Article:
the decoding step further comprising opening a second fluid communication path between another of the first hydraulic lines and the actuator in response to a second code on the first hydraulic lines, the second code matching a second address of the control device.
12. The method according to claim 9, wherein the decoding step further comprises opening a first fluid communication path between the actuator and at least one of a second plurality of hydraulic lines interconnected to each of the tools, in response to the first code matching a first address of the control device.
13. The method according to claim 12, wherein the decoding step further comprises opening a second fluid communication path between another of the second hydraulic lines and the actuator, in response to a second code on the first hydraulic lines, the second code matching a second address of the control device.
14. A method of controlling multiple hydraulically actuated well tool assemblies, each of the well tool assemblies including a well tool, a hydraulic actuator for operating the well tool and an addressable actuation control device, the method comprising the steps of:
interconnecting each of multiple first hydraulic lines to each of the control devices; and
transmitting a first address of at least one of the control devices via the first hydraulic lines, thereby selecting at least one of the well tools for actuation thereof.
15. The method according to claim 14, further comprising the step of selecting a second well tool for actuation thereof by transmitting a second address of the first control device via the first hydraulic lines.
16. The method according to claim 14, wherein in the transmitting step, the first address corresponds to a combination of pressure levels on the first hydraulic lines, each of the hydraulic lines having one of the pressure levels thereon.
17. The method according to claim 16, wherein in the transmitting step, at least one of the pressure levels corresponds to an absence of externally applied fluid pressure.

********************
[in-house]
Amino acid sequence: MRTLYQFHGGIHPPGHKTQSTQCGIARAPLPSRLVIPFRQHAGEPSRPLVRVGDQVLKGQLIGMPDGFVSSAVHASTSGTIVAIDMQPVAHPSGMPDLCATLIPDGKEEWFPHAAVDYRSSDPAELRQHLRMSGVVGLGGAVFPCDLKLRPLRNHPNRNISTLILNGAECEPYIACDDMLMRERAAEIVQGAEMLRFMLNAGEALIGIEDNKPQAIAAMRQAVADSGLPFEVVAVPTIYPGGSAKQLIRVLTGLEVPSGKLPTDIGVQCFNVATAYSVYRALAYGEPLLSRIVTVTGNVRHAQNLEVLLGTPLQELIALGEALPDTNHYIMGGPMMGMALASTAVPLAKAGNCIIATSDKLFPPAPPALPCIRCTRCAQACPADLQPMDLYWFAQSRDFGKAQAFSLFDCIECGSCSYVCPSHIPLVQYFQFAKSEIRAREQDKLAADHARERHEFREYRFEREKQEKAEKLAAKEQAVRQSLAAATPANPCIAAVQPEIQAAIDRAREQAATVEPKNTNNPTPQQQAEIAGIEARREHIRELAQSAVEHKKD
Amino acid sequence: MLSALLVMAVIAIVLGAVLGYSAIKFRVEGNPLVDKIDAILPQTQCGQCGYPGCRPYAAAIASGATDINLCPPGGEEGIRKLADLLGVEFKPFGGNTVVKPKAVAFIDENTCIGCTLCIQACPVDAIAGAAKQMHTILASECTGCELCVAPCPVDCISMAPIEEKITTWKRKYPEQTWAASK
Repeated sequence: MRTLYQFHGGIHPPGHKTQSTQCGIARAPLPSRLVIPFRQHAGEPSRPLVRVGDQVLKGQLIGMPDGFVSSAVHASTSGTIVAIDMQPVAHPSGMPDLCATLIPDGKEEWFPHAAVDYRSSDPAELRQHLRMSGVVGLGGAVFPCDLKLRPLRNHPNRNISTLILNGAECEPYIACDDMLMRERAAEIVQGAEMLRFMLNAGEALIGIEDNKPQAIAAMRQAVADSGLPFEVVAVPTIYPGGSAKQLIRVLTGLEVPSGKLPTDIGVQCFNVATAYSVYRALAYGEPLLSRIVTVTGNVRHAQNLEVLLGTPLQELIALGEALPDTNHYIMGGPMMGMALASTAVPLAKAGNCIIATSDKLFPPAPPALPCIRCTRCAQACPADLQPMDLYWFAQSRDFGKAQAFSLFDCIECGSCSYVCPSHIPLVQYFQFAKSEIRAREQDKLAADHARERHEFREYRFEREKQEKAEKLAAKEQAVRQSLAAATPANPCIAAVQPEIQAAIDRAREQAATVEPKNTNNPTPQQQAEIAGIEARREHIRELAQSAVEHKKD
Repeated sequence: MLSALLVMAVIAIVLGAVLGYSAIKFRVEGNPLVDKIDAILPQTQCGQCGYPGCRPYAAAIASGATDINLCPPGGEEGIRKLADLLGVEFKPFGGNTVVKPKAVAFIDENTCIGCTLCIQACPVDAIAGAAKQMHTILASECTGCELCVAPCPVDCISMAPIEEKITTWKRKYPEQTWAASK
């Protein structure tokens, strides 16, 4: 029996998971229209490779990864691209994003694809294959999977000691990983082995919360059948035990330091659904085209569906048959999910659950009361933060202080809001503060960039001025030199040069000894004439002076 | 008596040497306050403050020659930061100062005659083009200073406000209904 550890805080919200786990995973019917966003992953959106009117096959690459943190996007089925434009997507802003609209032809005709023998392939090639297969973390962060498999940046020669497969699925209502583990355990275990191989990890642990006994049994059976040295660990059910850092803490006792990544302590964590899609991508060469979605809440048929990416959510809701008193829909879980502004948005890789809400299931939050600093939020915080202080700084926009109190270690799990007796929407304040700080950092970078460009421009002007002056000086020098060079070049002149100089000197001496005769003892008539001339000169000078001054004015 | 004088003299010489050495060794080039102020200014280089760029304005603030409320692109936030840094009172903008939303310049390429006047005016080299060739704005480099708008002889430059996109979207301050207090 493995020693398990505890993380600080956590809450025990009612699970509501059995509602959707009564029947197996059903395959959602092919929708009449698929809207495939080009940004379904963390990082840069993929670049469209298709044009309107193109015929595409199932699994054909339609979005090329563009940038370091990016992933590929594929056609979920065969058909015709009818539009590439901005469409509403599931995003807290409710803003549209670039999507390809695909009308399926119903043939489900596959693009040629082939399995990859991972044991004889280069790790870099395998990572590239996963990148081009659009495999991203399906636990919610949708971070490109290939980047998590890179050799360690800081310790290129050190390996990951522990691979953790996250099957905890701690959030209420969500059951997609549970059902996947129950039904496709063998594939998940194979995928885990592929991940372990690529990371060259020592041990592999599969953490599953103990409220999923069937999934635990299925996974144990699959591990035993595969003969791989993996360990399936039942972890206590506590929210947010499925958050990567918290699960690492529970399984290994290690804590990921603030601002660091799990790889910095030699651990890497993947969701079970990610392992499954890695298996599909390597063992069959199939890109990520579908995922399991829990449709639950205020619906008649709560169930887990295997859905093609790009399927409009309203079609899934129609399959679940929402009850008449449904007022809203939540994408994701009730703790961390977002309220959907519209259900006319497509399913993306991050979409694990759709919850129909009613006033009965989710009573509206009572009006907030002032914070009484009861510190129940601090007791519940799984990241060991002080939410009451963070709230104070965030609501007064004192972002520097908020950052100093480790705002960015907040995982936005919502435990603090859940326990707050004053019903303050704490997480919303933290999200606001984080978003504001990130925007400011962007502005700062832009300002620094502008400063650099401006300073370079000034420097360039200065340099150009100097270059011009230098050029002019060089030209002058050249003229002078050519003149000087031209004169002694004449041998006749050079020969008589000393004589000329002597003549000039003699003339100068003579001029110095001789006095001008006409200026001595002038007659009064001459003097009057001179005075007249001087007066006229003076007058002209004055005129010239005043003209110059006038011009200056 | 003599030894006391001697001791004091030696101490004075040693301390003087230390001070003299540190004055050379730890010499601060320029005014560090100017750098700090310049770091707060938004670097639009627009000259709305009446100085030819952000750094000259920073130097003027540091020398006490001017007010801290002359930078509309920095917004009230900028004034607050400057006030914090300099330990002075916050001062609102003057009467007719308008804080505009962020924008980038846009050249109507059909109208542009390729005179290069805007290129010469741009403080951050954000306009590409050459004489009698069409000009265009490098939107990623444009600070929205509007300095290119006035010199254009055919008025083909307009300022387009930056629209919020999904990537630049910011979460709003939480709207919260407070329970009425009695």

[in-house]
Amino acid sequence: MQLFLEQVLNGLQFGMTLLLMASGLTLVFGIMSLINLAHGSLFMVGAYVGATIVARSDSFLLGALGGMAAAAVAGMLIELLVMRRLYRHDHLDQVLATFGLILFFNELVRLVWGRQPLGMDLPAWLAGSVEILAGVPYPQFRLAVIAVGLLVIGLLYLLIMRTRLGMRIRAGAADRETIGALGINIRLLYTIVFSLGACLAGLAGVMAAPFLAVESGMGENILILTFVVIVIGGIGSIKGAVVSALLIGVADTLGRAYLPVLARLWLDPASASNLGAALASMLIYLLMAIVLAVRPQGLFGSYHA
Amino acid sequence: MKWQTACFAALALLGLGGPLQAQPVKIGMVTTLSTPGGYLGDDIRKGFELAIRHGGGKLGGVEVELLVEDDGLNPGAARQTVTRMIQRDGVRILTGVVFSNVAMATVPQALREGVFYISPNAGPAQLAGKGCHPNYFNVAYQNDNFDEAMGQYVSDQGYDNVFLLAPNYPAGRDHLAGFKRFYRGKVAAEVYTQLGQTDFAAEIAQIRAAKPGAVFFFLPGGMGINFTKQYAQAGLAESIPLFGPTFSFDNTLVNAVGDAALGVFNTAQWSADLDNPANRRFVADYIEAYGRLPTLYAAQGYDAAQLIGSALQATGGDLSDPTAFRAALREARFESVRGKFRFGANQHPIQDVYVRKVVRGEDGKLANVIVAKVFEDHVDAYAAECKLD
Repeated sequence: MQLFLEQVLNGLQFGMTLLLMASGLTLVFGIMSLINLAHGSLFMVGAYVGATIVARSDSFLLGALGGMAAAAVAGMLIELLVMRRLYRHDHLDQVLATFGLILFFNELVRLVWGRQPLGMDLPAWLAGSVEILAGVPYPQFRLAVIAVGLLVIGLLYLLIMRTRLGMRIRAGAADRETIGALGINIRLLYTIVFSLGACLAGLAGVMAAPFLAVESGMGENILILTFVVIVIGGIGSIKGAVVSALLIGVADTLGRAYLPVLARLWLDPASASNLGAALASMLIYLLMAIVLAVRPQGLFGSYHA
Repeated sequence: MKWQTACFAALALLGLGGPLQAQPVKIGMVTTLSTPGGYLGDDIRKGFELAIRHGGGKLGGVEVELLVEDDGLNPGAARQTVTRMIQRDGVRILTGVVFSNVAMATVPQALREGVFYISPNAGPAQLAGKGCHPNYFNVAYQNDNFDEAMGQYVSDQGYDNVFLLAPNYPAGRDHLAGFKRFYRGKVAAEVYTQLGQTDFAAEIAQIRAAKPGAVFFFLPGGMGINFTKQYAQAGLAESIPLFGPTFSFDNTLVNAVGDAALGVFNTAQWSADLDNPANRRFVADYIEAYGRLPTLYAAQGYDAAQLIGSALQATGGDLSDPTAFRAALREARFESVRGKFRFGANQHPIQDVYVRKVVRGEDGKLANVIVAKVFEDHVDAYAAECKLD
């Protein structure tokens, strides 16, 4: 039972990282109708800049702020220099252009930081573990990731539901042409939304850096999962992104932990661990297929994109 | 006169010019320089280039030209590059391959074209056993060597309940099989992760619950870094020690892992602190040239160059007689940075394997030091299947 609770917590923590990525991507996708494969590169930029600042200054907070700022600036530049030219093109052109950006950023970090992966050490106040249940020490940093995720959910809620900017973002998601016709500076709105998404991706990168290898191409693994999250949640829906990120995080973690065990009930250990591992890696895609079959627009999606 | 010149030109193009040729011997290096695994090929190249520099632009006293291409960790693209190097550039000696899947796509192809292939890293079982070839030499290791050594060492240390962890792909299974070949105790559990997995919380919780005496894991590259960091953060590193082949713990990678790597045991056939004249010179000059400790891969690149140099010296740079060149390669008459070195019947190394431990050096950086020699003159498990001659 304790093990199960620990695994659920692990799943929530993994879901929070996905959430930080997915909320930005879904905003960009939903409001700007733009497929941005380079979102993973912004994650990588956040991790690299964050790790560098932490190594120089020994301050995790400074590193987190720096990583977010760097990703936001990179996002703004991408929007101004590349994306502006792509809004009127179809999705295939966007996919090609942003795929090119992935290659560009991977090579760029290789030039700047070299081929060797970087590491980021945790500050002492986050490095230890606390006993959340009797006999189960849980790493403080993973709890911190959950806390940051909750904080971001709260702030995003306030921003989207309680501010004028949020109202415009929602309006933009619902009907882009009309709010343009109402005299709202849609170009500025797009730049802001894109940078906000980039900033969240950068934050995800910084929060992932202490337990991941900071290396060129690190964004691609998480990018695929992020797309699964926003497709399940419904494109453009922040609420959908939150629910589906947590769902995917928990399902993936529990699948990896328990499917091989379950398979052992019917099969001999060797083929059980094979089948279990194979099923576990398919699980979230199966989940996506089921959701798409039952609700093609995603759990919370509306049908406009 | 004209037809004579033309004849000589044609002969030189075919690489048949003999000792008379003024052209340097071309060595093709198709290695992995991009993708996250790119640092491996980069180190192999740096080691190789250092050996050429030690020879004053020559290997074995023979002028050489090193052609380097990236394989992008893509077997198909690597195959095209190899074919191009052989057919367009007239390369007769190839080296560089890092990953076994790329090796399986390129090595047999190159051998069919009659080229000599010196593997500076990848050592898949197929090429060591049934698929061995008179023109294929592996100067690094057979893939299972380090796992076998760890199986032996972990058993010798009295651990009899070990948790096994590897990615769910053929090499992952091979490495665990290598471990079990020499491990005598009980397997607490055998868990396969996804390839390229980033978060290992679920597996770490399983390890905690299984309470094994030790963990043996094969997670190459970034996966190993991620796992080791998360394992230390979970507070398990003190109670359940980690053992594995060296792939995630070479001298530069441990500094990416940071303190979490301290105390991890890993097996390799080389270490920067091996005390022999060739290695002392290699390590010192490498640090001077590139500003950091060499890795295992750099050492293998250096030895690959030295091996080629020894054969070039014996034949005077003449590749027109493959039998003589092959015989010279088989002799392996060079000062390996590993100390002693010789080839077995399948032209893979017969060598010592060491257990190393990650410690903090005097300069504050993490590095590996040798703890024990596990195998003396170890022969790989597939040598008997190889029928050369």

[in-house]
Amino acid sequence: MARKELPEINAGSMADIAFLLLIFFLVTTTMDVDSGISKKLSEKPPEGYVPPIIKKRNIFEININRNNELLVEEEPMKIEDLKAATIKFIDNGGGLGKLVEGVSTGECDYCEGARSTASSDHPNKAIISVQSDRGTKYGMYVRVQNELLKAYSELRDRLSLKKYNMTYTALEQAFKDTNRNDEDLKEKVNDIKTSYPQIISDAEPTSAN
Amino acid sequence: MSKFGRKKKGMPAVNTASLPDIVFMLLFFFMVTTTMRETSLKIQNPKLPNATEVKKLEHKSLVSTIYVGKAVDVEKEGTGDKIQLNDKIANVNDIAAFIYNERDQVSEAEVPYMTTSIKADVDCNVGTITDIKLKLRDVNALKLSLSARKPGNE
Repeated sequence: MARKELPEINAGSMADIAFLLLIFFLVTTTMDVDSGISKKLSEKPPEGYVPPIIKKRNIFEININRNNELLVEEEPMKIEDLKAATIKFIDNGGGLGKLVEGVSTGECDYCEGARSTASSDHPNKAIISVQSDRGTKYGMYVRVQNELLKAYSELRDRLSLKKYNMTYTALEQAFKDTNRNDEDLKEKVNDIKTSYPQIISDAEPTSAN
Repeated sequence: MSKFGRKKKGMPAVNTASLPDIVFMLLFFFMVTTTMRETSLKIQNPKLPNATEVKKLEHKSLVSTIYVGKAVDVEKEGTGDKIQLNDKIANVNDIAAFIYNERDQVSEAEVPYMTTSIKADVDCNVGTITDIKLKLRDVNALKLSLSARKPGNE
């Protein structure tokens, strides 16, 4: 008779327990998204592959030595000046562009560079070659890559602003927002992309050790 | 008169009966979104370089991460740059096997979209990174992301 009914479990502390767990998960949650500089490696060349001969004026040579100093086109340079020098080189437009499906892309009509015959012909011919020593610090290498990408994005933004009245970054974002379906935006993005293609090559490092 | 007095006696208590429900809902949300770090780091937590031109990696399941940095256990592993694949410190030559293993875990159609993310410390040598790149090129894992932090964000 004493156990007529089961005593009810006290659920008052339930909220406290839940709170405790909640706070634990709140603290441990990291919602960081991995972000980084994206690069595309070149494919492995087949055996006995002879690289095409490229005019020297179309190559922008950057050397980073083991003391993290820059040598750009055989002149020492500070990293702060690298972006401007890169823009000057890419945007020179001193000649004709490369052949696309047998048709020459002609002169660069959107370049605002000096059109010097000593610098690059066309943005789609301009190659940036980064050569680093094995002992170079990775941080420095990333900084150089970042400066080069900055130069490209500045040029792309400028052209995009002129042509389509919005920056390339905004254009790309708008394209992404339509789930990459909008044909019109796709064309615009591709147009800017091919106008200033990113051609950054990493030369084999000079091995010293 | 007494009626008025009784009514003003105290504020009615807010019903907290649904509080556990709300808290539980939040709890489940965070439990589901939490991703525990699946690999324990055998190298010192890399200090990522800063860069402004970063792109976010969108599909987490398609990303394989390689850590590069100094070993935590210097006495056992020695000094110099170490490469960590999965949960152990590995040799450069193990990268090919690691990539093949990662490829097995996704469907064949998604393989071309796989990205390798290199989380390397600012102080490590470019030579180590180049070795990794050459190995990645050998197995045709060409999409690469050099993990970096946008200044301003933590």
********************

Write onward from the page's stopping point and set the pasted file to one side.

18. The method according to claim 14, further comprising the step of actuating the well tool by manipulating fluid pressure on a first one of the first hydraulic lines after the transmitting step.
19. A method of controlling multiple hydraulically actuated well tool assemblies, each of the well tool assemblies including a well tool, a hydraulic actuator for operating the well tool and an addressable actuation control device, the method comprising the steps of:
interconnecting multiple first hydraulic lines to each of the control devices;
transmitting a first address of at least one of the control devices via the first hydraulic lines, thereby selecting at least one of the well tools for actuation thereof; and
actuating the well tool by manipulating fluid pressure on a first one of the first hydraulic lines after the transmitting step,
the actuating step further comprising receiving fluid from a respective first one of the actuators into a second one of the first hydraulic lines.
20. The method according to claim 19, wherein in the receiving step, the second one of the first hydraulic lines is a line to which fluid pressure was not applied in the transmitting step.
21. The method according to claim 14, further comprising the step of permitting fluid communication between at least one of the first hydraulic lines and the respective actuator of the at least one well tool in response to the transmitting step.
22. The method according to claim 14, further comprising the step of permitting fluid communication between a second hydraulic line and the respective actuator of the at least one well tool, in response to the transmitting step.
23. The method according to claim 14, wherein in the transmitting step, only one of the well tools is selected for actuation thereof in response to transmission of the first address.
24. A method of controlling multiple hydraulically actuated well tool assemblies, each of the well tool assemblies including a well tool, a hydraulic actuator for operating the well tool and an addressable actuation control device, the method comprising the steps of:
interconnecting multiple first hydraulic lines to each of the control devices;
transmitting a first address of at least one of the control devices via the first hydraulic lines, thereby selecting at least one of the well tools for actuation thereof, in the transmitting step only one of the well tools being selected for actuation thereof in response to transmission of the first address; and